Parent company ByteDance Inc. is facing a class-action lawsuit from TikTok content moderators. The suit was filed Thursday in Federal Court in Los Angeles against the video-sharing platform. And is expected to of other content moderators join the class-action.
Candie Frazier’s complaint is that TikTok is providing no support to the TikTok content workers. She says the company is well aware of the risks to its workers mental health.
Frazier, who says she suffers from PTSD asking for compensation for psychological harm. And requests a court order requiring the company to set up a medical fund for moderators.
Frazier says her job was to screen videos. And remove those that violate the platform’s rules. The videos she saw included unspeakable horrors.
Frazier claims the videos she was exposed to include “freakish cannibalism, crushed heads, school shootings, suicides, and even a fatal fall from a building, complete with audio.”
There are currently 10,000 content moderators working for TikTok. These moderators are regularly exposed to a child pornography and violence. And rapes, beheadings, animal mutilation, and self-harm were commonly seen according to the lawsuit.
They must watch hundreds of offensive videos every 12-hour shift. And workers only get an hour off for lunch and two 15-minute breaks. And they are also permitted only 25 seconds per video and often must view three to ten videos at once.
“Due to the sheer volume of content, content moderators are permitted no more than 25 seconds per video, and simultaneously view three to ten videos at the same time,” her lawyers with Joseph Saveri Law Firm, LLP said in the complaint.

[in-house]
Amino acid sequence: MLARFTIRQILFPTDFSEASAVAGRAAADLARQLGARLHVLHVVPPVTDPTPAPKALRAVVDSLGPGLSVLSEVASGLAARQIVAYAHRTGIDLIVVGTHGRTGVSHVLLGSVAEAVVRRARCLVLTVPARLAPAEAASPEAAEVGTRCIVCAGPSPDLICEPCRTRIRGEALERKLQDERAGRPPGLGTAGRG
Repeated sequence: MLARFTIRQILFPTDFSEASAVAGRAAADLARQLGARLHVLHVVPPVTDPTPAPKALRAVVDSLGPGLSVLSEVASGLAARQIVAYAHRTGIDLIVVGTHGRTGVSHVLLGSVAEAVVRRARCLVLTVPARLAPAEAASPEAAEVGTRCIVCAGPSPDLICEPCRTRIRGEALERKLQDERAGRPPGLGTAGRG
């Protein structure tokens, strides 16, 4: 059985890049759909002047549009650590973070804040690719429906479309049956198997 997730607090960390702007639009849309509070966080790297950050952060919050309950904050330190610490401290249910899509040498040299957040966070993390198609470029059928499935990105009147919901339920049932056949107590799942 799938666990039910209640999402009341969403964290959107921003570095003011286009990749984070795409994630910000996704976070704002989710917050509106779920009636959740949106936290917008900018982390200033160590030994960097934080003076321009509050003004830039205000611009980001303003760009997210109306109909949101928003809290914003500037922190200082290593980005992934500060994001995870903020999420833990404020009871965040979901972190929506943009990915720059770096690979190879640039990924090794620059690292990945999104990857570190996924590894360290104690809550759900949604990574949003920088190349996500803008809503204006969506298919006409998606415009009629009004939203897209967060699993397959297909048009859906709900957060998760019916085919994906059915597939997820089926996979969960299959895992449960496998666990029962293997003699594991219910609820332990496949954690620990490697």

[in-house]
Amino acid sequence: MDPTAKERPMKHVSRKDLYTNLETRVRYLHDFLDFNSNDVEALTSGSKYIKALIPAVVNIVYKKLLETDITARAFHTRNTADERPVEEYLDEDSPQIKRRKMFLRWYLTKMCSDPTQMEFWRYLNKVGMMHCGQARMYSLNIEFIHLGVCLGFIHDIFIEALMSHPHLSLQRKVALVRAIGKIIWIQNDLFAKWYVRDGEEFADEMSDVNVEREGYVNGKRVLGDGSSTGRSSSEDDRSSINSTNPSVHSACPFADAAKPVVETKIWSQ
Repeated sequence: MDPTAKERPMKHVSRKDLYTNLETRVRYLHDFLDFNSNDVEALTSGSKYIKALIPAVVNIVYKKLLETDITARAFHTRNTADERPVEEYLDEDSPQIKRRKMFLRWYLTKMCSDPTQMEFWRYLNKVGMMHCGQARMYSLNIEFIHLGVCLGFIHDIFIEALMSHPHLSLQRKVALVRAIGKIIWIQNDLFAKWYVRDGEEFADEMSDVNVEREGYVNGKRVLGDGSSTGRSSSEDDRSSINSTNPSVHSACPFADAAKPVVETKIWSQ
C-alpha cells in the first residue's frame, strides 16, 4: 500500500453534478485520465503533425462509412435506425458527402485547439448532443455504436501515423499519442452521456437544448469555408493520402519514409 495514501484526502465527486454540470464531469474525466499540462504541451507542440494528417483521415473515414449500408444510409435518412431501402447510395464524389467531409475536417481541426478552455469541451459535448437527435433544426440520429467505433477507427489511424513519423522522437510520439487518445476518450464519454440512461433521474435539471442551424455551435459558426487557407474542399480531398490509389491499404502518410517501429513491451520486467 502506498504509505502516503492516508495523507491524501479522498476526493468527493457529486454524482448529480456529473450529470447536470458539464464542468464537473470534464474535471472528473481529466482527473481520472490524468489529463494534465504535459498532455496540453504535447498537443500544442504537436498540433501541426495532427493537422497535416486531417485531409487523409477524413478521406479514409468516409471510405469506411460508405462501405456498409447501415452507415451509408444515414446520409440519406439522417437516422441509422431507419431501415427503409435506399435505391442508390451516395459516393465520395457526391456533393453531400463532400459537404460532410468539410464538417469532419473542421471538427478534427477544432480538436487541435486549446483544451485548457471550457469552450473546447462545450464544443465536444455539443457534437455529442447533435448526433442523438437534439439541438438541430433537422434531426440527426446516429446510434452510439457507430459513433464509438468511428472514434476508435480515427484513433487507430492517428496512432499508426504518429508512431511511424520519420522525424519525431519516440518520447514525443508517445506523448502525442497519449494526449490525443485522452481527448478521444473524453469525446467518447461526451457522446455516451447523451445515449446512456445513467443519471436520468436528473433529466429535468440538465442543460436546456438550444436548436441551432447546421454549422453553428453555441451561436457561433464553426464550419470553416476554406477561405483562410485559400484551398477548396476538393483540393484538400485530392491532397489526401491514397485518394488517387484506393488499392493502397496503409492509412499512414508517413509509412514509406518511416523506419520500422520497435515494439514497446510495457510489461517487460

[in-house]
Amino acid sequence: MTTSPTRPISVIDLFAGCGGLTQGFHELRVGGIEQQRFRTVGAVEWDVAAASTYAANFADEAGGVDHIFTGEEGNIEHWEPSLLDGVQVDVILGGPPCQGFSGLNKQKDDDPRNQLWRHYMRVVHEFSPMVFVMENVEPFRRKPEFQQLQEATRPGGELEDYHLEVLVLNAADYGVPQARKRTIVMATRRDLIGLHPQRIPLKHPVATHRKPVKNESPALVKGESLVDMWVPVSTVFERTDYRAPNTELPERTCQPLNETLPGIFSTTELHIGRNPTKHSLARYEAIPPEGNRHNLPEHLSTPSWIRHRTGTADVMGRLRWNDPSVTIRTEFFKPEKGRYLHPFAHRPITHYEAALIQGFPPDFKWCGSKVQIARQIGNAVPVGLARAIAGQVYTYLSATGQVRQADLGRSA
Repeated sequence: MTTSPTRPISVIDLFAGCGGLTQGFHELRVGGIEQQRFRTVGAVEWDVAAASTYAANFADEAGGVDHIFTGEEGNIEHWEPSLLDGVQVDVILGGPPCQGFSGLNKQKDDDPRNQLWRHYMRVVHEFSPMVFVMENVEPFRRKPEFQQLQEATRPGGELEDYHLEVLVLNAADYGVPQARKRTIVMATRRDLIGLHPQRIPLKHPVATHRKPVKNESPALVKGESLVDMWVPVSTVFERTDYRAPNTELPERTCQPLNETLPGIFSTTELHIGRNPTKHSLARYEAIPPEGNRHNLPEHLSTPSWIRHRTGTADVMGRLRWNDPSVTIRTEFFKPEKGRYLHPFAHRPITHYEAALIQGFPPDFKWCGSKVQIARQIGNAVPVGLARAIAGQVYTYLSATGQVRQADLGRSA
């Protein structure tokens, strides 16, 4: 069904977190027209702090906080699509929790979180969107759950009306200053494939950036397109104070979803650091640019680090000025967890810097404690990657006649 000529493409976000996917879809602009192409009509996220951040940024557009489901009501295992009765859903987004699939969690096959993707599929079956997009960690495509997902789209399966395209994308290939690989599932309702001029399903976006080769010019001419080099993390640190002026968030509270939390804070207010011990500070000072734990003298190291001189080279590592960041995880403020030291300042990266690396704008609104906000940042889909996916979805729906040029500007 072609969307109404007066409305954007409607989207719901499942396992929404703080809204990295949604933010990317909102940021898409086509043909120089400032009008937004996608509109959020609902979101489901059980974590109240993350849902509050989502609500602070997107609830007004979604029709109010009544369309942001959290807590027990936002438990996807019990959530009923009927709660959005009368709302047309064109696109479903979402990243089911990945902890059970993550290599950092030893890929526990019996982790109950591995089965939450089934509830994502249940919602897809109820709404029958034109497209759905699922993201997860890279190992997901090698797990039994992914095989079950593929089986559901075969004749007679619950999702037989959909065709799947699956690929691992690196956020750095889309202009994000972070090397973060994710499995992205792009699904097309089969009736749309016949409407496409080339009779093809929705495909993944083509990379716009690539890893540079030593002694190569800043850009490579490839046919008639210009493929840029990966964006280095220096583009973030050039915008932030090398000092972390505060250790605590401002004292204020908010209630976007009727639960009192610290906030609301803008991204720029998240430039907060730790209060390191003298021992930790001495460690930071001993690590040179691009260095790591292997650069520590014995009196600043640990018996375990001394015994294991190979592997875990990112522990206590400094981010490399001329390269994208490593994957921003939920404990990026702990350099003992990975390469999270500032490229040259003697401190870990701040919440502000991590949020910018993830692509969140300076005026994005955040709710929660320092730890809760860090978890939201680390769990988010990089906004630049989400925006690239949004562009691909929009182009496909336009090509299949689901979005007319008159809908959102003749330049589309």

Guidelines ignored for TikTok content moderators
TikTok was a member of a group of social media companies including Facebook and YouTube that developed guidelines. And the regulations were to protect moderators from the effects of exposure to violent the images.
TikTok is accused of ignoring the policies they helped create. And of telling new hires that they will be protected by the guidelines that are not really in-use.
The guidelines require psychological support and limiting shifts to four hours in order to help moderators cope. And the guidelines were developed since exposure to violent and disturbing videos has been proven to cause post-traumatic stress disorder (PTSD).
According to the complaint, “ByteDance and TikTok are aware of the negative psychological effects that viewing graphic and objectionable content has on Content Moderators. Despite this knowledge, they have not implemented safety standards known throughout the industry to protect their Content Moderators from harm.”
“Plaintiff has trouble sleeping and when she does sleep, she has horrific nightmares,” according to the complaint.
TikTok issued a statement saying it cannot comment on pending litigation. And has always tried “to promote a caring working environment for our employees and contractors.”
“Our safety team partners with third party firms on the critical work of helping to protect the TikTok platform and community, and we continue to expand on a range of wellness services so that moderators feel supported mentally and emotionally,” a company spokesperson said.